Answer: First thank you L. for your question. We are asked to fast on Ash Wednesday and Good Friday. Abstaining (from eating meat) happens during Lent, during Advent, during the year on Fridays, and many traditions kept Wednesdays and even Saturdays (in honour of Our Lady) as abstinence days. In the Roman Latin Catholic Rite, Abstinence was (and is) more about not eating meat. Pope Benedict did mention it with regard to Friday.
In what follows I will use only the verb "fasting" in general and flexible terms.

General Aspects of Fasting

Fasting is about self control, helping the poor (you give what you have saved) and you honour the Passion of the Lord (on Friday). It helps as well in spiritual warfare. In order to grow, we need to change our “attachments”, “enslavement”, “addictions”, into other Spiritual “Attachments” first, and then, at a second stage to even get rid of these “spiritual attachments” and strive for Jesus only, the “naked Jesus” as the mystics called Him, not trying to go to the king for any benefits but just for his sake only, finding in Him all your good.

Fasting in general terms is depriving ourselves of something (in general: food (a meal), but it can be anything else as well, like “speaking” (chatter, gossiping), alcohol, cigarettes, TV, other pleasures, other types of loss of time, useless activities,…). In doing so, we create a space for a spiritual activity. We help get rid of bad habits, we reach a greater freedom.
Food can be very addictive (other pleasures as well), whereby the body can control us instead of us controlling it. Control comes through fasting, through other activities instead (like prayer, meditation,…) that will fill us.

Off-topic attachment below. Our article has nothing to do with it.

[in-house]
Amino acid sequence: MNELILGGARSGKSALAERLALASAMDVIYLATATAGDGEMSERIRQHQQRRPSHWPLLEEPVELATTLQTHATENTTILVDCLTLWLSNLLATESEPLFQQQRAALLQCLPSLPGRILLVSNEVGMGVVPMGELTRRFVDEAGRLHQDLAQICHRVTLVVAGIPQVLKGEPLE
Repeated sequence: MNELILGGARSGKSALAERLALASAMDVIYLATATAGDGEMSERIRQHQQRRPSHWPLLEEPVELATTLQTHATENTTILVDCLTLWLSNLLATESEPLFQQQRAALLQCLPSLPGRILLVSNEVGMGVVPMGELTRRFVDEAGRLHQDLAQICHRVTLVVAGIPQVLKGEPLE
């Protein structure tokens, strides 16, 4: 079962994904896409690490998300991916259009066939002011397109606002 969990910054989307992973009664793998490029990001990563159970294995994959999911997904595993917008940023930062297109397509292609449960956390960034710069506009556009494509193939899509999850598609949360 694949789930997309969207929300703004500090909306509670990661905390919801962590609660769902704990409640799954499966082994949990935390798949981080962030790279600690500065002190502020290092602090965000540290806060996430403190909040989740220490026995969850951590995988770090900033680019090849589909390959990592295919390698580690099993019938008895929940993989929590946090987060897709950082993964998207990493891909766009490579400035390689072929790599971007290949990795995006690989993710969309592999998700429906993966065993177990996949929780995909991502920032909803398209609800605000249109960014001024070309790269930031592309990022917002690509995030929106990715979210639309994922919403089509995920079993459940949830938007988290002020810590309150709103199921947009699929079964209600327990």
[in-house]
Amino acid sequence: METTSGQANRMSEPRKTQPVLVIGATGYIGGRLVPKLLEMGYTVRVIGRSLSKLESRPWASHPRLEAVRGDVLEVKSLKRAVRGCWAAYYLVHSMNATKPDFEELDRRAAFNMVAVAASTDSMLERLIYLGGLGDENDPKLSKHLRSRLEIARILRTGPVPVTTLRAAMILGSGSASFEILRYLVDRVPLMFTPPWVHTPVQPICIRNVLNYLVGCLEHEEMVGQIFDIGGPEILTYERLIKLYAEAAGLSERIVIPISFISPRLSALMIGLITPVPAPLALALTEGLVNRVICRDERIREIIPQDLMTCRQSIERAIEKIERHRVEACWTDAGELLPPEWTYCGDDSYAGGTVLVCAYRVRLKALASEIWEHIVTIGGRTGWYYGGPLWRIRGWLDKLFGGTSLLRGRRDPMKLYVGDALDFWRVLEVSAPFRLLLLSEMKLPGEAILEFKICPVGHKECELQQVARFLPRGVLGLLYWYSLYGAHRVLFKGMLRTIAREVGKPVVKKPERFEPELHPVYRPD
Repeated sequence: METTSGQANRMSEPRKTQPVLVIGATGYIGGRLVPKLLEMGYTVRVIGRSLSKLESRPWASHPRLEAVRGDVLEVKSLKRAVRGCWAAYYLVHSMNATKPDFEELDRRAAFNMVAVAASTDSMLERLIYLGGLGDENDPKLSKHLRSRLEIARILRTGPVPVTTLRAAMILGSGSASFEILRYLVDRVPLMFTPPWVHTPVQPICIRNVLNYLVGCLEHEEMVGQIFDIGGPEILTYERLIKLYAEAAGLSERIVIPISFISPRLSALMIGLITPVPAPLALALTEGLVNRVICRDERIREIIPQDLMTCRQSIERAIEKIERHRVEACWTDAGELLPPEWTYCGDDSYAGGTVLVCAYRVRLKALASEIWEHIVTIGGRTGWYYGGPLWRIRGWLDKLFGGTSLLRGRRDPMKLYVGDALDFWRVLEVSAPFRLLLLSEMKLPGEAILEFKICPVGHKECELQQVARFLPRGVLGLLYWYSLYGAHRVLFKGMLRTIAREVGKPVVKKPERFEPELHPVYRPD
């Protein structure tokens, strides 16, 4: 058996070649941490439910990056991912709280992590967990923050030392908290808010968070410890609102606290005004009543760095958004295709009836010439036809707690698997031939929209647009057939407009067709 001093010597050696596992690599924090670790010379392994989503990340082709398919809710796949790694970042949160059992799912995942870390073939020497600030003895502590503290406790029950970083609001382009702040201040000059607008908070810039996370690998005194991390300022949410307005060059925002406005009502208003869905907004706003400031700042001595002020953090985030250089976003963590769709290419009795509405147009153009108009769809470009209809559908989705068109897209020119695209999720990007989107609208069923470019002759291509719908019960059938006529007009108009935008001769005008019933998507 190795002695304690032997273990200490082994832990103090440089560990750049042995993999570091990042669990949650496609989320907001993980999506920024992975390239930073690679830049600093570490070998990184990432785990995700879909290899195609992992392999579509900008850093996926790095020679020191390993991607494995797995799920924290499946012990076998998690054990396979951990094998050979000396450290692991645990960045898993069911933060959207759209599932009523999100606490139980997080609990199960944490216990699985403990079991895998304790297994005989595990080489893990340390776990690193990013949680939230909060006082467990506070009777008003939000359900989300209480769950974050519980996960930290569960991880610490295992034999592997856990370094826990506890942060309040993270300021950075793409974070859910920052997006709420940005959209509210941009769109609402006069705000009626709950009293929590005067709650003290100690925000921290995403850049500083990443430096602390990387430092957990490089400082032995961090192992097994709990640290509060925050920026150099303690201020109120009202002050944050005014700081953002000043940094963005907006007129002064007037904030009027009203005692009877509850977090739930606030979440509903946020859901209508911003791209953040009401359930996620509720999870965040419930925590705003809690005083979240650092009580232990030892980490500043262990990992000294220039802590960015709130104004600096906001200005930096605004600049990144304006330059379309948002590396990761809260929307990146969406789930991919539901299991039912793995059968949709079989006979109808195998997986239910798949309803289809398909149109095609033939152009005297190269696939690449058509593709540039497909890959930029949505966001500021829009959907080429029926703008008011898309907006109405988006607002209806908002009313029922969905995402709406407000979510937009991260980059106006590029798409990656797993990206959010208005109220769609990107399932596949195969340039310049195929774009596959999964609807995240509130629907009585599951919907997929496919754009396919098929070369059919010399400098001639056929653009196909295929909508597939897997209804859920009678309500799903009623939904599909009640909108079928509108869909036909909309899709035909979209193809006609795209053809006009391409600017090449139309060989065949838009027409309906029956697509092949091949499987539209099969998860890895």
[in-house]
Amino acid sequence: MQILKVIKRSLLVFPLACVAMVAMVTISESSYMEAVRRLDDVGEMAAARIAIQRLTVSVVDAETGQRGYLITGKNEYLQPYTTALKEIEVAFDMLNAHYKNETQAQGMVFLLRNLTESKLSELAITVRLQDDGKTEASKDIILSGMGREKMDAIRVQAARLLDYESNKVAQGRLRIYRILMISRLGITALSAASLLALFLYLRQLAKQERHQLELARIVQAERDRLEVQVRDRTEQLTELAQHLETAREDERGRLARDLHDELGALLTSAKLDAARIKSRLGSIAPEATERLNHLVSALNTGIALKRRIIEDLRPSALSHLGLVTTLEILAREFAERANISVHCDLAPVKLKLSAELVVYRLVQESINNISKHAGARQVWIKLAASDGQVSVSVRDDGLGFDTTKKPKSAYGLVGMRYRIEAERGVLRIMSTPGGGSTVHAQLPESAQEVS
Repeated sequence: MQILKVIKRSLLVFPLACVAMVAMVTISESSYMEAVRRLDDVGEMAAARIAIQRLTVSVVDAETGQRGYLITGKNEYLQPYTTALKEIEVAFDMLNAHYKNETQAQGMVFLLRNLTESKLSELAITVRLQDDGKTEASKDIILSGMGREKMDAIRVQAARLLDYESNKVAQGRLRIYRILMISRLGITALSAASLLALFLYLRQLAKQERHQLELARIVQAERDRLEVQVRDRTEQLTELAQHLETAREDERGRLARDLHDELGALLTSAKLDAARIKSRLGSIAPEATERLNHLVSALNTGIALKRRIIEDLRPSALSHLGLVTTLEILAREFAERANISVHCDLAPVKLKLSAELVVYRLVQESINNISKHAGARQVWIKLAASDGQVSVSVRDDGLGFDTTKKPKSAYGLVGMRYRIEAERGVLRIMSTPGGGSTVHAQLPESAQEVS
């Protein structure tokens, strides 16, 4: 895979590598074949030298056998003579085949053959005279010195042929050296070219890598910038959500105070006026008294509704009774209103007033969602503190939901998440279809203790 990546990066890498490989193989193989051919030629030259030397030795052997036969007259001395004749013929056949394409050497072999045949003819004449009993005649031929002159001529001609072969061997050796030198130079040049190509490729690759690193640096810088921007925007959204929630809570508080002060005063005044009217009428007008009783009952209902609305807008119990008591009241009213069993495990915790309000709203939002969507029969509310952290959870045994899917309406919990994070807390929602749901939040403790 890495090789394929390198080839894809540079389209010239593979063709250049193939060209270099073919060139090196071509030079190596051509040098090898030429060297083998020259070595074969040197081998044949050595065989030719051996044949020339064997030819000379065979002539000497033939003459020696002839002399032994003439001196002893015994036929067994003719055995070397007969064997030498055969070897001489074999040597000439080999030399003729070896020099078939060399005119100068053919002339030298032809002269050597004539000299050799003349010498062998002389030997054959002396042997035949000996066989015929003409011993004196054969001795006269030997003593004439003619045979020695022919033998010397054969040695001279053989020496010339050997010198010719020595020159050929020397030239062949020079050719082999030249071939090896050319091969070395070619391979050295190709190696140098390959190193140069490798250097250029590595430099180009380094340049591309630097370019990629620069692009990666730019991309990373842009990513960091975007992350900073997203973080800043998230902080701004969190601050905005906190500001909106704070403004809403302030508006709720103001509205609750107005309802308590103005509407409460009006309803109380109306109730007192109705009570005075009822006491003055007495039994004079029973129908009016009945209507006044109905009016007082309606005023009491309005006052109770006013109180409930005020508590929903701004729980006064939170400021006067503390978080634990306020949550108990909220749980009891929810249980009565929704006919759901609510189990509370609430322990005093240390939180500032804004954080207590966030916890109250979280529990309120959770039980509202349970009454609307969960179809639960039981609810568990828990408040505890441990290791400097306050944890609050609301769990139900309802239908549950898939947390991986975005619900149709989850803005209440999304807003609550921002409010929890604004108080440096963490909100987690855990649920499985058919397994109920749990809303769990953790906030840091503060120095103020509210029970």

With the Grace of God, and with the advice of the Spiritual Director, we can find the right fasting to do, and its amount/degree.

Expelling Demons

You quote the Lord saying: “certain demons cannot be expelled except by prayer and fasting”. Of course. But today, who believes in “demons”? Who believes today that sin as well is an invitation for a “spirit” to take his place in us and be fed (yes be fed: when you do something according to his will you are feeding him, he becomes a parasite in you)? A “small spirit” maybe but still a spirit, i.e. an unwelcome being in you, a new master in you. (I said “small spirit” in order to differentiate it from formal possession.) There are many types of spirits, from the most insignificant ones (low materialistic ones) to the nastiest (most spiritual ones). How do we define addiction today? What is a vice? (vice vs virtue) what is the negative effect that the repetition of a bad act (a sin) has on us? Jesus himself gives the answer: "Truly, truly, I say to you, every one who commits sin is a slave to sin” (John 8:34). One can’t come out of it through his or her own strength, being in a vicious closed circle (like addiction).
This is why we need to experience the Power of the Grace of God that can help us, free us. We need to ask for it. This experience is simply unique. But it comes at a cost: begging (prayer), spending time with Jesus, exposing ourselves to the Rays of His Love and Mercy, and with the help of God fasting, i.e. abstaining from doing certain things, most importantly food. Because food controls a lot in our behaviour.

Intercession

It is true as well that sometimes we are invited to pray a lot for somebody, or for a cause, and it is normal to couple prayer with fasting, for it gains more power. But with discernment, because we can fall, after a while, into spiritual pride (see below).

Eating the Word of God

It is very important to understand the relationship between eating and listening to the Word of God. Both are food: our bread and the Word of God. If our experience of food is only “bread” and what comes with it, we are in a very poor human state. We are treating ourselves as if we were worse than animals, just having a body, nothing else.